obtained from the House of Bread in Salt Lake City, Utah. Submitted by Alisha Brisson Stamper
1 1/2 C warm water (99 degrees)
2 packages active dry yeast or 1 T + 1.5 t
4 C unbleached white bread flour
1/4 C olive or canola oil
1 T sugar
1 T salt
1/4 tsp pepper
1/2 tsp ground rosemary or thyme
1/2 C sundried tomatoes
3 Tbsp black olives drained and sliced
Prepare a starter: In a liquid cup, pour in the warm water, yeast and sugar. Stir until dissolved and set aside for five minutes to allow it to proof.
Add the flour and salt to the starter. Then add the oil and begin to mix on a mixer for 5 minutes. Add additional water or flour as necessary to get a pliable dough. Add the herbs, olives and/or tomato to the last two minutes of mixing time. You do not want to pulverize the olives or tomato.
Put the finished dough in a bowl and cover with plastic wrap and let rise in a warm place for one hour. Punch down and place on a lightly floured surface and divide into four equal pieces and shape into a flat round. Lightly poke the dough several times with your finger tips. Brush with olive or canola oil. Place the dough on a sprayed baking sheet and let the dough undergo a second rising for 15 minutes.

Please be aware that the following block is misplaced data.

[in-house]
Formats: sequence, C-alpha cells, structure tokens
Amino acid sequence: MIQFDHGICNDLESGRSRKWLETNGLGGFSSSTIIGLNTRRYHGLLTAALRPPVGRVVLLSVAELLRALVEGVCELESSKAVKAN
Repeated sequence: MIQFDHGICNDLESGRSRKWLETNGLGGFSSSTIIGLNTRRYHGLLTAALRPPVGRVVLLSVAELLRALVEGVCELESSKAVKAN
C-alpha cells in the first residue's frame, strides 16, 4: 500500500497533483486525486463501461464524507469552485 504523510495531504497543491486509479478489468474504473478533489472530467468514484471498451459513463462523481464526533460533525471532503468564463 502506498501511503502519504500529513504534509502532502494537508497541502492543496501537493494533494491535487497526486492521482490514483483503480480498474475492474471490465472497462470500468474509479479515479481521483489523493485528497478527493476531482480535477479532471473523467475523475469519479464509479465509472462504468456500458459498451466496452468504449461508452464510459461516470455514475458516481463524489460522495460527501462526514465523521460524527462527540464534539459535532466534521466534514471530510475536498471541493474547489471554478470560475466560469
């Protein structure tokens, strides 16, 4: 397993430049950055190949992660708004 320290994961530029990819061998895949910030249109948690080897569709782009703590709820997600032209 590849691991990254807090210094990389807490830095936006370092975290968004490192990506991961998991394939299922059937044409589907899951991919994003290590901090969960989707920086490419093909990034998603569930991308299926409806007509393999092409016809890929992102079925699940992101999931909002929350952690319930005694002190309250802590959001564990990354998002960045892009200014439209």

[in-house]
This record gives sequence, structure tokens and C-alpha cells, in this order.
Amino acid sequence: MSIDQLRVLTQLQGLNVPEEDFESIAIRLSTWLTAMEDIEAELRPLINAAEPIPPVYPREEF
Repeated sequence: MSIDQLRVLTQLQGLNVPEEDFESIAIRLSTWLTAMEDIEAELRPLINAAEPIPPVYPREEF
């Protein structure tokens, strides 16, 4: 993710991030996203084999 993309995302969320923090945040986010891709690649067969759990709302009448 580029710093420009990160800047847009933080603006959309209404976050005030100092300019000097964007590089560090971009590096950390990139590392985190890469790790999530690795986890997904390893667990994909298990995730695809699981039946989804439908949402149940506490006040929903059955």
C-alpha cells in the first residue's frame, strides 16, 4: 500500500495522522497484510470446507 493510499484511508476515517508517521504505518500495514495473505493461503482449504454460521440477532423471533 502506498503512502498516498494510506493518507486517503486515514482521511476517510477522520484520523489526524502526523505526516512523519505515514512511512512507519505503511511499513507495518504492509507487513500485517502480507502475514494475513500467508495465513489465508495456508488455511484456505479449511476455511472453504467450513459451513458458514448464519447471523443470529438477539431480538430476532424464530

Place the baking sheet into a preheated 425 degree oven for 15-20 minutes until nice and golden brown.
I normally use olive oil, and no olives. I only cook it for 15 minutes—you still want it to be soft to your finger (don’t burn your finger though, it is hot), but a sweet reddish brown. Once out of the oven, wrap the ones you are not eating in foil immediately, this helps it stay moist.
I don’t mix with a mixer, I use a wooden spoon. The dough is ready when it just barely grabs at your hand. I usually add a little water and then a little more flour.
When poking the dough with your fingertips you want to be just hard enough that you do not go through the dough. I normally put some nails marks into it. I like my little finger marks all over, it gives it the right texture.